lunga tromba

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About lunga tromba

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  1. lunga tromba

    started on G baritone bugle

    Thanks for the reply. It has 3 valves. At this point, I think I understand transposition better. I'm going to continue to play straight off sheet music written for C instruments like fake books. I play on off the treble clef, and sound an octave lower. So when I see a written middle C, I press the first valve and sound C3. Now my question is about which fingerings I should use. For example, starting from C and going up through the scale, should I press 1, 0, 12, 1, 0, 1, 0, 1? Or should I press 1, 13, 12, 1, 0, 1, 0, 13? I sound the same pitch for D3 whether I press no valves, or 1-3, and I also sound C4 with the valve 1 or 1-3. F4 is also 1 or 1-3. Is there an advantage to one fingering or the other? I'm trying to understand the overtone series, and how to choose the fingering. I'd also like the fingerings for higher and lower, because I can't sound them yet. I'm able to play the following fingerings, but it gets sketchy in the low and high ends. E2 F2 G2 A2 B2 C3 D3 E3 F3 F3# G3 A3 B3 C4 D4 E4 F4 F#4 G4 A4 12 1 0 13 12 1 0 12 1 2 0 1 0 1 0 12 1 2 1 1 13 23 13 13 23 I haven't really out all the sharps and flats either. I can play in G major.
  2. lunga tromba

    started on G baritone bugle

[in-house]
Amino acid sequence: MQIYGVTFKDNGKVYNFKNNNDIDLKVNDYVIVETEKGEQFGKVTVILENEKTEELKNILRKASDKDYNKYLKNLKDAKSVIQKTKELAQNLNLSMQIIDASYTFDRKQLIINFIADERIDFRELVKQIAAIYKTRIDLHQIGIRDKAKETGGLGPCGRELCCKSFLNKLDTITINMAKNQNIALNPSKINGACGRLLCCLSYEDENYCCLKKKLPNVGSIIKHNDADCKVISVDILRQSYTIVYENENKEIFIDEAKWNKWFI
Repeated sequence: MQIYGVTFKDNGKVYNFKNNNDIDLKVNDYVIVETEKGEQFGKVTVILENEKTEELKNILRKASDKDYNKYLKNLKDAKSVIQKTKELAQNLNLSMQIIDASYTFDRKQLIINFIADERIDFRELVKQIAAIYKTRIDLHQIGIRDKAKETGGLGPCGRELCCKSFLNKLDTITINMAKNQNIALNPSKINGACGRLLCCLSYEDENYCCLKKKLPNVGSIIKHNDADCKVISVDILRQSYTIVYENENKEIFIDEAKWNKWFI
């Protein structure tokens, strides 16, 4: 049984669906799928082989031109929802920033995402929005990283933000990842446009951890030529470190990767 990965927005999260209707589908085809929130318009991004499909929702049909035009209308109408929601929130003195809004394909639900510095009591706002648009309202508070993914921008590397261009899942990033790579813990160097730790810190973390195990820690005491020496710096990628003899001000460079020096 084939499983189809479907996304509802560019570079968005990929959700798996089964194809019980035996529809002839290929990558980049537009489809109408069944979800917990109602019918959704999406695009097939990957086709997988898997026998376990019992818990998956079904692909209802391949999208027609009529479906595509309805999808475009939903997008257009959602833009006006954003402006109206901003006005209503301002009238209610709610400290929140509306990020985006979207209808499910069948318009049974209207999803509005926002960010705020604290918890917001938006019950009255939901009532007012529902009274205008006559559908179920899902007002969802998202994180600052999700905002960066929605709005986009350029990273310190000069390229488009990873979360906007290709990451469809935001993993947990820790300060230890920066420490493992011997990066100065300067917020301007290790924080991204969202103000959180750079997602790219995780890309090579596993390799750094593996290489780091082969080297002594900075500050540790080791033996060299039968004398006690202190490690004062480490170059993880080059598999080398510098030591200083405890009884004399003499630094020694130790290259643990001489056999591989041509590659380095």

This is exactly how I've been playing. But I find most popular music on the TC only goes down as low as middle C (1), and it it is frequently written up to the G above the staff (G5) which is a bit difficult for me at this stage even though I am sounding an octave lower (G4). I follow your fingering from written middle C (1), D (0), E (1-2), F#(2), G(0), but when I get to the next A (written A4, sounding A3), pressing only the first valve is easier to play than pressing 1-3. And to sound B3, I play it with no valves (0). It will sound the same pitch with 1-2 but it seems easier to play with less tubing. I do have a third valve, but I find the C Major Scale plays better with only the first two valves: 1, 0, 1-2, 1, 0, 1, 0, 1. I play G Major Scale 0, 1, 0, 1, 0, 1-2, 2, 0. As for playing it transposed, the way I understand it was played in Drum Corps, I'm still trying to understand that. You wrote, " Low C (grand staff middle C) on the clef is concert G." If I understand that right, I see middle C written, and I sound G2(with fingering 0). So let's say I want to play Joy to the World, "CBAGFEDCGAABBC." Do I look at those notes on the sheet and sound GF#EDCBAGDEEF#F#G? Or do I get out my pencil and write the bugle part so it is written F#EDCBAGF#CDDF#F#G, and then when I play it, it sounds CBAGFEDCGAABBC? If the latter is true, then I need music that is written for G bugle whether I source it that way or just transpose/rewrite it myself. If the former is true, then I just sound an octave and a perfect fourth lower than what is written. Sounding an octave lower than written is fine. What are the ramifications of sounding an octave and a perfect fourth lower than written? How does that work in a band? Do I need to compensate for that fourth by transposing the sheet music, or do I still sound ok because the notes are within the harmonic series? I am not concerned about compatibility with Bb. I am much more likely to be playing solo or with instruments in concert pitch: guitar, bass, keyboard, and vocals (and drums). A fake book is exactly what I'm likely to be looking at. I should get one of those.